At first, we got confused with Operation: Mindcrime of Queensrÿche. How come a record sounds so ’80s when the label says that it is made in 2003?
Okay, our bad, the researcher somehow did not connect the dots correctly. This was when the remaster happened. But the original record indeed dates back to 1988. So, all’s well in metal universe again.
Yet confusion does suit this band well. It snugly goes together with the hullabaloo around Geoff Tate in 2012, a time when the band fired him along with his wife and others of family and friends. They probably had a problem with rampant nepotism and stuff. A fight that would only find settlement later in 2014, once they finished feeding the greedy mouths of the legal eagles.
But back to those early days of mind crimes.
The thing that struck me first with Operation: Mindcrime is the storyline. A relatively early Heavy Metal record with a true theme or concept, actors and all? Well then, how peculiar – and how stellar at the same time. The band really put the pedal to the metal with all that gallivanting about dark back alleys mob-style, murder, and catatonic prisoners.
But – I daresay – Queensrÿche knew how to weave a story of madness and terrible asylums. A theme that over time served as a backdrop to many a band all over the music industry.
Whilst at first the record sounds eerily straight like Iron Maiden‘s little brother, it moves swiftly into Progressive Metal territory. Yet their tune will not serve the djent heavy crowd, but a progressive brand with a much more metallic taste to boot. The real, sturdy metal of the sound and feel Nevermore occupied decades later.
Yet sometimes, the band went a bit too far with their quest to imitate the folks from Iron Maiden, at least for the speedy parts. Like The Needle Lies that has got the smell of Maiden’s Aces High all over it.
The fate of many a complex album is to be misunderstood at first. And this clearly shows in the somewhat mixed charts of that time.
Albeit that Operation: Mindcrime appeared to be more to the taste of the American public. Already the numbers on the Billboard 200 were impressive for a relatively unknown band. But the record made it to Platinum by 1991 on the North American market. And that is truly remarkable.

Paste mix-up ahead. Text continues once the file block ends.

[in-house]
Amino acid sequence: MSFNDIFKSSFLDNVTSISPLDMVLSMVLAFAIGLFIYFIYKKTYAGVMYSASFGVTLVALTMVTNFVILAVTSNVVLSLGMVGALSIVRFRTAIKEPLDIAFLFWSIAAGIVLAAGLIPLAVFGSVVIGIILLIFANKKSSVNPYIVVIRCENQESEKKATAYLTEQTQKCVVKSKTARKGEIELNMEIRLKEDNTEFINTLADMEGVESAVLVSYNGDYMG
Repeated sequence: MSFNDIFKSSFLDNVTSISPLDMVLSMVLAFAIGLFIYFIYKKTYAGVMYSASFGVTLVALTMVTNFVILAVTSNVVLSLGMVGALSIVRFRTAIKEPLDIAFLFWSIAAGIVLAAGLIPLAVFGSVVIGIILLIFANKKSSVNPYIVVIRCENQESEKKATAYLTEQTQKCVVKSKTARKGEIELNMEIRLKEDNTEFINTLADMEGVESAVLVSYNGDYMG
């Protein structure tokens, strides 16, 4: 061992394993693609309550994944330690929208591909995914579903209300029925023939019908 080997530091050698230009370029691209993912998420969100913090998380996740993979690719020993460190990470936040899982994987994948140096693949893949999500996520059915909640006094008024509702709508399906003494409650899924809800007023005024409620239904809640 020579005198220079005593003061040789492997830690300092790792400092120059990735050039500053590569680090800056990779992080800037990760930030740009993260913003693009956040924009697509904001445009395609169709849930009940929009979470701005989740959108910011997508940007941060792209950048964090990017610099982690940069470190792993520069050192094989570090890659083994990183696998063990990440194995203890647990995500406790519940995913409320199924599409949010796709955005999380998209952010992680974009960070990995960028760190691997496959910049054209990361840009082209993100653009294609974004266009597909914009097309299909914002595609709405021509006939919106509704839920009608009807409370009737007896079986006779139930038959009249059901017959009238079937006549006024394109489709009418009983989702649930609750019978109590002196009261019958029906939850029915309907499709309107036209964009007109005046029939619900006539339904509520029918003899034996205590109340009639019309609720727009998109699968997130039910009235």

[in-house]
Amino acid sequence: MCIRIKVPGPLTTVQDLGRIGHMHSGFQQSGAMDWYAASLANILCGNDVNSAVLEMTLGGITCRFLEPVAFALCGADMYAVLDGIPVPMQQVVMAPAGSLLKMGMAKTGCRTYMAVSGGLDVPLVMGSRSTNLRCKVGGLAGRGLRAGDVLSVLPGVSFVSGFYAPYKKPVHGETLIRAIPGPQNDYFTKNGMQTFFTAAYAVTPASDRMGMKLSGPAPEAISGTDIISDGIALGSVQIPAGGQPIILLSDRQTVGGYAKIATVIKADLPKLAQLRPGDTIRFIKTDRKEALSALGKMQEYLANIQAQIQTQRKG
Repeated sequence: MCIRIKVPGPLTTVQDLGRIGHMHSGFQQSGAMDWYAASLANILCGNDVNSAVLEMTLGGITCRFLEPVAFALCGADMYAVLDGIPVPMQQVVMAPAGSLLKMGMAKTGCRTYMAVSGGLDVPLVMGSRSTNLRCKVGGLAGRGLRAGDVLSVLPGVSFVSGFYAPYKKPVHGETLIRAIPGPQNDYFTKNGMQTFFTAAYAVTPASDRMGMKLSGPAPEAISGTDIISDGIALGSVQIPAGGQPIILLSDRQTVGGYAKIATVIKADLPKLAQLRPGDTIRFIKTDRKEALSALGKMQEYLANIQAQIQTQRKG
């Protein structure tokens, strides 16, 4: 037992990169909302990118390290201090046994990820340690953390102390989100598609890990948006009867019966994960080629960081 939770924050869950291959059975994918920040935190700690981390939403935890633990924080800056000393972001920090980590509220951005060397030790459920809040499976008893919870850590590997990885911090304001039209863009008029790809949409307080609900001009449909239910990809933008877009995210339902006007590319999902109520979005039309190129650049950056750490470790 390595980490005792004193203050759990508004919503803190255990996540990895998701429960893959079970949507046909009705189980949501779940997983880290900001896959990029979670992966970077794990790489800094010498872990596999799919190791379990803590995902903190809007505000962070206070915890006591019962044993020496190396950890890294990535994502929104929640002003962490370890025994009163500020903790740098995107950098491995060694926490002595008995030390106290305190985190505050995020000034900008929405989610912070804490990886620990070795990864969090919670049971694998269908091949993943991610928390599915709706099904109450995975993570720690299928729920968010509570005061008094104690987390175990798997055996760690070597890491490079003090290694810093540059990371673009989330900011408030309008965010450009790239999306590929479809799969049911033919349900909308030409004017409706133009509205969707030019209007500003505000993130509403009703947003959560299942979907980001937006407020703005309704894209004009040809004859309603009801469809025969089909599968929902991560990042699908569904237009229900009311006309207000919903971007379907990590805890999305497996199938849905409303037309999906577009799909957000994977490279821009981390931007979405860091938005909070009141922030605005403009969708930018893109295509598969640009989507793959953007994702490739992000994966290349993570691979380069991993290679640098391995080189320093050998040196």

The album got some redemption, though, when due reflection given revealed the many hidden qualities of this album. Or big magazines like Kerrang! would not have graced Queensrÿche‘s latest with rank #2 for album of the year in 1988. For instance.
And true metal spews from Operation: Mindcrime!
A slab of juicy metal that delivers the way NWoBHM meant to play it. On one hand, you get Geoff Tate‘s soaring vocals. Right up there with the biggies of this genre like Dio or – again – an early version of Bruce Dickinson. On the other hand, the extremely loud and trademark riffing really blew us away. So bare-bones at times that sometimes you start to wish for some synth-laden sounds in there. The pretty cool solos and sturdy bass just add to the allure of it all.
And I truly got a kick out of the raspy monologue that always eerily resembles Charles Manson telling the world that he doesn’t know what sorry means. It speaks to the quality of the record that even the spoken intros, intermezzos and outros are on their best behavior. Neither cheesy nor otherwise cringe-worthy. But just plain good.
Of course, this is old-style metal. So, those looking for the heavy chug of modern metal will not be satisfied. However, Queensrÿche pretty much jumped the norms and saddled us with this somewhat bizarre medley of Heavy and – for sure – Progressive Metal.
But as always, not all is perfect in Heavy Metal land.
Their tune is so treble-heavy, it almost drove me to tears. Or maybe the remastering effort screwed this up something terrible. But even so, this is so evilly turned up to the high-end spectrum that even the drums try to destroy your ears with high energy bursts.
But that is about the only complaint the mix and master must endure this time. Because otherwise, Queensrÿche produced an album of almost analog quality. Which – thinking back again – does not come as a real surprise, as CDs really were up-and-coming during the late ’80s. And nothing of an established force yet that was to sweep the market like a tsunami later.
Got any cherries on mindcrime?
The RMR deck crew really took a liking to Suite Sister Mary, an unusually lengthy piece of beyond 10 minutes. But the mid-tempo delivery and Pamela Moore’s performance really made us vote for a 10/10.
Or the somewhat dramatic Eyes of a Stranger that finally gets us some of that much-needed meat onto those bare metal bones. And this at a time when the album went full-tilt Progressive Metal on us. Yet again, I get these Maiden-isms that are endearing for a while. But have a tendency to tire you after a while.
Operation: Mindcrime proved to be one of the most iconic Heavy and Progressive Metal albums of their time. Indeed, it allowed Queensrÿche to launch a stellar career that endures to this day.
As is often the case, the consistent theme together with metal that holds its water pulls this ship ahead. You’ll find no bad track, no filler material and a few negligible flaws that don’t carry much weight.
And – I daresay – whilst others tried to match their work later, none really came close to Operation: Mindcrime. In other words, the record provides some ground-breaking ideas and currents that bands still use as inspiration to this day.
‘I remember now!’
[And congratulations – the record successfully made it onto the Intermittent Digest – Tome IX!]
Record Rating: 9/10| Label: EMI / Manhattan Records | Web: Official Site
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